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7 Storage Solutions for the Mudroom-less

Easy add-ons for those without this catchall room

Carving Out Storage Where There Is None

Making do in tight quarters is nothing new to This Old House readers: Many house plans skip a mudroom. But finding a place to put all your outerwear is no impossible feat. Here, we drew inspiration from interior designers and builders on storing your things out in the open—or behind closed furniture-cabinet doors—for creating an organized space.

Add a Dutiful Storage Cabinet

Photo by Courtesy of Mark English Architects

A charming, multitasking piece of furniture corrals miscellaneous gear in an entryway designed by Mark English Architects.

Transform a plain chest of drawers into a coveted catchall by copying one of our five paint transformations for a flat-pack dresser.

Build a Tiny Bench in a Tight Corner

Photo by Courtesy of Tim Cuppett Architects

A simple build turns a tight corner into a well-used drop zone for items like keys, hats, and more in a thoughtful period remodel from Tim Cuppett Architects.

Create a seating area with our steps for building an entry bench with pipe fittings.

Top Wainscoting with Handsome Wall Hooks

Photo by Courtesy of Anchor Builders

Sizable hooks play up rustic accents and provide a sturdy place to hang hefty items in a corner built by Anchor Builders.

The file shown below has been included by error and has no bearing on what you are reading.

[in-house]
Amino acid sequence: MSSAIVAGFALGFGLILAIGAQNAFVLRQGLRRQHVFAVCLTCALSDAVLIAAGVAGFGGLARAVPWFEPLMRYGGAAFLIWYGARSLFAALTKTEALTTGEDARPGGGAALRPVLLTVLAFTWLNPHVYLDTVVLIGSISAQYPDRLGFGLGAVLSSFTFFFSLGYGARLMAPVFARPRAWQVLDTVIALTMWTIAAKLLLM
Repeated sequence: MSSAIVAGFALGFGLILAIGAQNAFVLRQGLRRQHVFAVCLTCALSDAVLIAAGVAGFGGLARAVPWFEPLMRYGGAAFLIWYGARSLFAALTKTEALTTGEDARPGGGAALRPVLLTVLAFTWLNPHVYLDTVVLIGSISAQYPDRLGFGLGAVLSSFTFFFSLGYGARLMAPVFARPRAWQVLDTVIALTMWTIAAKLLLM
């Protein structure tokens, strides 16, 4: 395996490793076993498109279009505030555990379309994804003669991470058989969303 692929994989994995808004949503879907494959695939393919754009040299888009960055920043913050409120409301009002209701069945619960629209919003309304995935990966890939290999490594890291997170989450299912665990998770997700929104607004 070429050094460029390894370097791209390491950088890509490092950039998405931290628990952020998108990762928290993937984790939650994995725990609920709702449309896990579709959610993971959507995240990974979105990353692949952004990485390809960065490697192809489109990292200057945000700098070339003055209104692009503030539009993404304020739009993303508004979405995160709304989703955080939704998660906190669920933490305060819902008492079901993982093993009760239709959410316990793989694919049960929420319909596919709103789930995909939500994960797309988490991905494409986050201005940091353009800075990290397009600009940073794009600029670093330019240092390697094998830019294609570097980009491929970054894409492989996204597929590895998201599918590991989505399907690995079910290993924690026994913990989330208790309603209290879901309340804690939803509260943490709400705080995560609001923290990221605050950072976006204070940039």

See how wall hooks work in a family's catchall foyer remodel.

Catch Shoe Grime in a River-Rock-Lined Tray

Photo by Courtesy of Jennifer Grey Interiors

A lipped tray lined with river rocks safeguards the floor of a Jennifer Grey Interiors-designed living room from dirty shoes.

For drying out wet Wellies, build a colorful boot stand.

Install a Floating Shelf for Catching Miscellaneous Items

Photo by Copyright 2011 Deakins Design Group

Blink and you'll miss this handy little surface situated in a cheery loft corner designed by Deakins Design Group.

Find more genius ways to hide your stuff in plain sight with sneaky storage hacks.

Keep a Stool Handy

Photo by Courtesy of Angela Free Design

A solo stool pulls double duty as a perch for pulling on shoes and a surface for dropping a shopping bag in this Angela Free Design entryway.

If a rustic wood stool isn't your style, opt for a colorful ceramic garden stool instead.

Use a Side Table and Chair as a "Drop Zone"

Photo by Courtesy of Lauren Leonard Interiors

An upholstered side chair and a shapely side table designed by Lauren Leonard Interiors give reason—and a convenient place—for pause.

Create your own "drop zone" that's big on character by building a three-tiered side table and making over a plain chair with painted stripes.

Invest in an Umbrella Stand

Photo by Courtesy of Patrik Rytikangas/ Scott Sanders LLC

This Cottage-style space from Scott Sanders LLC makes the case for including an umbrella stand in your multipurpose entry.

Avoid inclement-weather drips by building a tub-foot umbrella stand.